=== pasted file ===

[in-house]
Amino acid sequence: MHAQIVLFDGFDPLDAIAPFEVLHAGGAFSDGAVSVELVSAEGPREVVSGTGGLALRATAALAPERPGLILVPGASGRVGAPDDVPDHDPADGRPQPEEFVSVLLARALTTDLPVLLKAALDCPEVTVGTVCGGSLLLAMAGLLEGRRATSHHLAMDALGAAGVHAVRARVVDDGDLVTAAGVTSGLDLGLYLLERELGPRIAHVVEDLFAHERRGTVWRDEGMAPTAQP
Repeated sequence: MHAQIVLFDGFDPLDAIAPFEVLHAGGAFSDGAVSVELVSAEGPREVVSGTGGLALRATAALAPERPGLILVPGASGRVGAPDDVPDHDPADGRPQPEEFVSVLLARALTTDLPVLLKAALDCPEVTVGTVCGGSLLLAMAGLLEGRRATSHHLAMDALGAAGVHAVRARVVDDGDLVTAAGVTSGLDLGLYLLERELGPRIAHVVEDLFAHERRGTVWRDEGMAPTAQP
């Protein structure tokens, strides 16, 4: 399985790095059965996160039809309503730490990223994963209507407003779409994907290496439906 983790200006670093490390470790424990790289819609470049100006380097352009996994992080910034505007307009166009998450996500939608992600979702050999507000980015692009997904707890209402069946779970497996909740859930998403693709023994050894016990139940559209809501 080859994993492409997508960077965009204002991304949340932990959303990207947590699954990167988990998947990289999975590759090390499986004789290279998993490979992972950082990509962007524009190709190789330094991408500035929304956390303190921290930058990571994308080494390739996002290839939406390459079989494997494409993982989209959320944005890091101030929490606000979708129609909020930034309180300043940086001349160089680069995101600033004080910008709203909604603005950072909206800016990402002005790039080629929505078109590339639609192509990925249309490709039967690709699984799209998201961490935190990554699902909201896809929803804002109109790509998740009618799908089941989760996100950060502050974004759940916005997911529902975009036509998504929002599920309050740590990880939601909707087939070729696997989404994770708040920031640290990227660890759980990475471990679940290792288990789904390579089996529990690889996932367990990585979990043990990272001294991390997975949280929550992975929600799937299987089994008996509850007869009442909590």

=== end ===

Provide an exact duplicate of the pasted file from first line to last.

[in-house]
Amino acid sequence: MHAQIVLFDGFDPLDAIAPFEVLHAGGAFSDGAVSVELVSAEGPREVVSGTGGLALRATAALAPERPGLILVPGASGRVGAPDDVPDHDPADGRPQPEEFVSVLLARALTTDLPVLLKAALDCPEVTVGTVCGGSLLLAMAGLLEGRRATSHHLAMDALGAAGVHAVRARVVDDGDLVTAAGVTSGLDLGLYLLERELGPRIAHVVEDLFAHERRGTVWRDEGMAPTAQP
Repeated sequence: MHAQIVLFDGFDPLDAIAPFEVLHAGGAFSDGAVSVELVSAEGPREVVSGTGGLALRATAALAPERPGLILVPGASGRVGAPDDVPDHDPADGRPQPEEFVSVLLARALTTDLPVLLKAALDCPEVTVGTVCGGSLLLAMAGLLEGRRATSHHLAMDALGAAGVHAVRARVVDDGDLVTAAGVTSGLDLGLYLLERELGPRIAHVVEDLFAHERRGTVWRDEGMAPTAQP
């Protein structure tokens, strides 16, 4: 399985790095059965996160039809309503730490990223994963209507407003779409994907290496439906 983790200006670093490390470790424990790289819609470049100006380097352009996994992080910034505007307009166009998450996500939608992600979702050999507000980015692009997904707890209402069946779970497996909740859930998403693709023994050894016990139940559209809501 080859994993492409997508960077965009204002991304949340932990959303990207947590699954990167988990998947990289999975590759090390499986004789290279998993490979992972950082990509962007524009190709190789330094991408500035929304956390303190921290930058990571994308080494390739996002290839939406390459079989494997494409993982989209959320944005890091101030929490606000979708129609909020930034309180300043940086001349160089680069995101600033004080910008709203909604603005950072909206800016990402002005790039080629929505078109590339639609192509990925249309490709039967690709699984799209998201961490935190990554699902909201896809929803804002109109790509998740009618799908089941989760996100950060502050974004759940916005997911529902975009036509998504929002599920309050740590990880939601909707087939070729696997989404994770708040920031640290990227660890759980990475471990679940290792288990789904390579089996529990690889996932367990990585979990043990990272001294991390997975949280929550992975929600799937299987089994008996509850007869009442909590």